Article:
Published January 2015
Food allergies appear to be on the rise and there is no shortage of concerns for schools dealing with them. In 2013, the Center for Disease Control (CDC) published national comprehensive guidelines to assist schools and school districts with managing food allergies in the school setting.
Although a student may have a food allergy or intolerances, this does not necessarily mean that the student has a disability under Section 504 of the Rehabilitation Act and U.S. Department of Education regulations. If a student’s food allergy or intolerance is substantially limiting in a major life activity, then the student is covered by Section 504 and is entitled to services and supports to ensure an equal opportunity to benefit from the educational program. If the student has a food allergy or intolerance that does not result in a substantial limitation in a major life activity, a school or a school district may exercise its discretion when responding to parent requests. A determination in these situations is made on a case-by-case basis. Best practice includes the district’s food service director and school nurse in the planning meeting to make appropriate accommodation, substitutions, input to meet emergency health needs, and assurance that foods provided during school meals would be suitable to the student’s disability. The district’s food service director can provide direction on how meal preparation and delivery would be handled to ensure the student’s safety and provide feedback on the cafeteria environment where students congregate for their meals. The school nurse can provide assistance with emergency planning, communication with providers, and educational staff training to implement action if the student were to be exposed to the allergen related to the disability.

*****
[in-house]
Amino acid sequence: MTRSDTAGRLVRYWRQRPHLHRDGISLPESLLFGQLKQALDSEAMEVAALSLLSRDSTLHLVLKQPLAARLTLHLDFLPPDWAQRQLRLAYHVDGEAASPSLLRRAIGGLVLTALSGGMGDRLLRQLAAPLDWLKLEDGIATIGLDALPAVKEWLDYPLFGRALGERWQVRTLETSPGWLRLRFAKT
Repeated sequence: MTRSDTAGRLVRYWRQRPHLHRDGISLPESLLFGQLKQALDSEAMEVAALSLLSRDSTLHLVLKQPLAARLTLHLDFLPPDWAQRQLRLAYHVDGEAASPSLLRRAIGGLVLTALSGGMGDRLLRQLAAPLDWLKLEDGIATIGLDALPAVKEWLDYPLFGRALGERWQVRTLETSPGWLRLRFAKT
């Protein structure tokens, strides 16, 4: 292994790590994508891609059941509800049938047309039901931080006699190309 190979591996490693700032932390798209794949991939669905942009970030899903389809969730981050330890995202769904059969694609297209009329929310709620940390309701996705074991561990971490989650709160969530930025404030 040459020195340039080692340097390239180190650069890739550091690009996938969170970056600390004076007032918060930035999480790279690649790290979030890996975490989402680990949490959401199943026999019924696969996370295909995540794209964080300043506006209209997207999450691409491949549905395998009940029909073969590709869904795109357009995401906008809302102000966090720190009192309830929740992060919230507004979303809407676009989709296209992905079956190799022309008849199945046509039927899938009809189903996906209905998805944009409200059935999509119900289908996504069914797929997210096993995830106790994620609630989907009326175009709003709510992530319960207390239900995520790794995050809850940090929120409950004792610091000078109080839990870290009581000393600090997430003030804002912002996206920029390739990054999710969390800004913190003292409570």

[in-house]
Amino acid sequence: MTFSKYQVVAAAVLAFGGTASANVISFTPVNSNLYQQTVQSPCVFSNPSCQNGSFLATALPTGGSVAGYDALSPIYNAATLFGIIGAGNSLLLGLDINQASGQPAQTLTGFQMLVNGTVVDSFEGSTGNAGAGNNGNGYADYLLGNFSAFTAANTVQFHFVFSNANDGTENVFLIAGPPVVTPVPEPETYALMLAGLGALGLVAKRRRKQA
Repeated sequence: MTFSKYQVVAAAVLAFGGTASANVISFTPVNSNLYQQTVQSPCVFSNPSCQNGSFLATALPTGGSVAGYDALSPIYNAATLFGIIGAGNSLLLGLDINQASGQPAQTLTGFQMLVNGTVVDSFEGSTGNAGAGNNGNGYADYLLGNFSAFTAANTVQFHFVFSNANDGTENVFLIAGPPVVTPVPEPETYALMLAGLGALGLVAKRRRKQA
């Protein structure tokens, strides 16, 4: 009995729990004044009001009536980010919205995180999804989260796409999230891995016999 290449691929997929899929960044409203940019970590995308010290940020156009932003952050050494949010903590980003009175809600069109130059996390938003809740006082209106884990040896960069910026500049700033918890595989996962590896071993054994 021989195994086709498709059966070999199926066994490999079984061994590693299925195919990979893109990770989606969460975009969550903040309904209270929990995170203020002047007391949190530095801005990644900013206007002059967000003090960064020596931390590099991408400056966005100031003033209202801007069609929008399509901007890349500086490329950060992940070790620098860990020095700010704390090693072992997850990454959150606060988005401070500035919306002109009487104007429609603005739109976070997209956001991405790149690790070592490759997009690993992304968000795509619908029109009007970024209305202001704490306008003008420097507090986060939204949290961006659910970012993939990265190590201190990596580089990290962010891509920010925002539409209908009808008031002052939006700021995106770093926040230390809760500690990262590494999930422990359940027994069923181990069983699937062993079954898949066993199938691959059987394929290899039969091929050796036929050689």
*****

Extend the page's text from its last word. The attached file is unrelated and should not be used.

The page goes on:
Food substitutions based on allergy or intolerance under the National School Lunch Program are governed by regulations from the U.S. Department of Agriculture. USDA regulations require a physician to certify that a student’s food allergies result in a substantial limitation in a major life activity, as well as specify which foods are to be removed from a student’s diet and which foods are to be substituted. For medical conditions that do not substantially limit a major life activity, USDA regulations allow schools to make substitutions or modifications at a school’s discretion, if certified by a medical authority (a category broader than physicians). Schools or school districts may give the Diet Modification Request Form to parents of a student who has a disability, or a special medical or dietary need. It is important that the form be completed carefully and thoroughly.
Here is further guidance from the USDA on Accommodating Children with Special Dietary Needs in School Food and Nutrition Programs. For questions regarding managing food allergies in school, contact our School Nurse Consultant Melissa Walker at email@example.com. For questions about children with disabilities, Thomas Mayes at firstname.lastname@example.org.